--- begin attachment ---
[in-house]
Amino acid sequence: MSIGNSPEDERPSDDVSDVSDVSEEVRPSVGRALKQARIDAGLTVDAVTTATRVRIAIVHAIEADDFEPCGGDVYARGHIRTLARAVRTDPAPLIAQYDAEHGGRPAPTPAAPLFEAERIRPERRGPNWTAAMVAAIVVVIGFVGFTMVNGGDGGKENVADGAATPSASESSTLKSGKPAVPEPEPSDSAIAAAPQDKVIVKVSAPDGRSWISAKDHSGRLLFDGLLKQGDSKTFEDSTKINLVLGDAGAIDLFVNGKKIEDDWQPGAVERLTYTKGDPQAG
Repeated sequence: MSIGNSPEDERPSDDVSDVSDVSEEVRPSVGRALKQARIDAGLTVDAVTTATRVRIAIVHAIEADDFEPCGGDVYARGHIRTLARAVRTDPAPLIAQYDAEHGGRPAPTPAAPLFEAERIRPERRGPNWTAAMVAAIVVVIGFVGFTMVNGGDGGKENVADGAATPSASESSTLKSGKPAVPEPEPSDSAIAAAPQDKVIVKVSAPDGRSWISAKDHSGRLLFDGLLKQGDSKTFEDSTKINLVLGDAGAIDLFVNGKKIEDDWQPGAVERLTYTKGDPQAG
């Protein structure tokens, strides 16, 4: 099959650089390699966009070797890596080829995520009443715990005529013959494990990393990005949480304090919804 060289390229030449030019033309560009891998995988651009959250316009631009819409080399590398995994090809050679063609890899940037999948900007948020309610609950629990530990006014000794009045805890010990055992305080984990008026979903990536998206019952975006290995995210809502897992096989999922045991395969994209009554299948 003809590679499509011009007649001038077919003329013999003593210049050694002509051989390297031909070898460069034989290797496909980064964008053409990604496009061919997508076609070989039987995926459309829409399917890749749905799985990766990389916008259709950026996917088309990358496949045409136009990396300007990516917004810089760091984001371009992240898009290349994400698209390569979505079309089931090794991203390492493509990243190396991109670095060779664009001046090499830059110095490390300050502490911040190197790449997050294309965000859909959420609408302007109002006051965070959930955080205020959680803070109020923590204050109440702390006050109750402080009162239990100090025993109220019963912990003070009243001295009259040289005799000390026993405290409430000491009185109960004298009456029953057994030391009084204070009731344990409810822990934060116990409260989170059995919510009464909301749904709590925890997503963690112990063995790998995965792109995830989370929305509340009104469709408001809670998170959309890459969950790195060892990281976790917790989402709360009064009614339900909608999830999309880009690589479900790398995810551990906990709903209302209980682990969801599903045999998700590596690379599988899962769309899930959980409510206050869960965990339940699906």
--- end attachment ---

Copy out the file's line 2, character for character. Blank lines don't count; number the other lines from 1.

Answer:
Amino acid sequence: MSIGNSPEDERPSDDVSDVSDVSEEVRPSVGRALKQARIDAGLTVDAVTTATRVRIAIVHAIEADDFEPCGGDVYARGHIRTLARAVRTDPAPLIAQYDAEHGGRPAPTPAAPLFEAERIRPERRGPNWTAAMVAAIVVVIGFVGFTMVNGGDGGKENVADGAATPSASESSTLKSGKPAVPEPEPSDSAIAAAPQDKVIVKVSAPDGRSWISAKDHSGRLLFDGLLKQGDSKTFEDSTKINLVLGDAGAIDLFVNGKKIEDDWQPGAVERLTYTKGDPQAG